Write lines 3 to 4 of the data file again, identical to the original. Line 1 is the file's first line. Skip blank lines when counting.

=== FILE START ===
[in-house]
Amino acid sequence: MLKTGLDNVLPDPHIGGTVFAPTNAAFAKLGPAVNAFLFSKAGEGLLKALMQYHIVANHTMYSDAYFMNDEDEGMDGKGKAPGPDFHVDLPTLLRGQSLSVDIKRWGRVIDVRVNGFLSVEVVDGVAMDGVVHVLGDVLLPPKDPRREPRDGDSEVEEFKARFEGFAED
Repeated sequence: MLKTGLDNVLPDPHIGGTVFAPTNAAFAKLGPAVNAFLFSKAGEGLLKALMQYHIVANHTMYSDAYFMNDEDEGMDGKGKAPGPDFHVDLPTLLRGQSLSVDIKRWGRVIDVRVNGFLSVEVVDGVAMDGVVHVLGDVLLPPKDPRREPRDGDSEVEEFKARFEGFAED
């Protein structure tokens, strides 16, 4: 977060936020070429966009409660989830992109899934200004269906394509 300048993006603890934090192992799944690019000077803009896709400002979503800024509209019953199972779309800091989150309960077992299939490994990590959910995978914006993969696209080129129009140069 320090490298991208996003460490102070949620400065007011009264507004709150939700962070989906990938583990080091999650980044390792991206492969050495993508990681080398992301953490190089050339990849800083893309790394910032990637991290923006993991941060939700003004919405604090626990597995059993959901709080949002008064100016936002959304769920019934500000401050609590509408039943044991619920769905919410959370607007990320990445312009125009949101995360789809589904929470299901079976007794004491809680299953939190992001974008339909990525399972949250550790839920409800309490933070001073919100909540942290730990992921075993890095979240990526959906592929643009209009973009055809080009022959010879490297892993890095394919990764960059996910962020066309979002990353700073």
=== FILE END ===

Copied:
Repeated sequence: MLKTGLDNVLPDPHIGGTVFAPTNAAFAKLGPAVNAFLFSKAGEGLLKALMQYHIVANHTMYSDAYFMNDEDEGMDGKGKAPGPDFHVDLPTLLRGQSLSVDIKRWGRVIDVRVNGFLSVEVVDGVAMDGVVHVLGDVLLPPKDPRREPRDGDSEVEEFKARFEGFAED
């Protein structure tokens, strides 16, 4: 977060936020070429966009409660989830992109899934200004269906394509 300048993006603890934090192992799944690019000077803009896709400002979503800024509209019953199972779309800091989150309960077992299939490994990590959910995978914006993969696209080129129009140069 320090490298991208996003460490102070949620400065007011009264507004709150939700962070989906990938583990080091999650980044390792991206492969050495993508990681080398992301953490190089050339990849800083893309790394910032990637991290923006993991941060939700003004919405604090626990597995059993959901709080949002008064100016936002959304769920019934500000401050609590509408039943044991619920769905919410959370607007990320990445312009125009949101995360789809589904929470299901079976007794004491809680299953939190992001974008339909990525399972949250550790839920409800309490933070001073919100909540942290730990992921075993890095979240990526959906592929643009209009973009055809080009022959010879490297892993890095394919990764960059996910962020066309979002990353700073």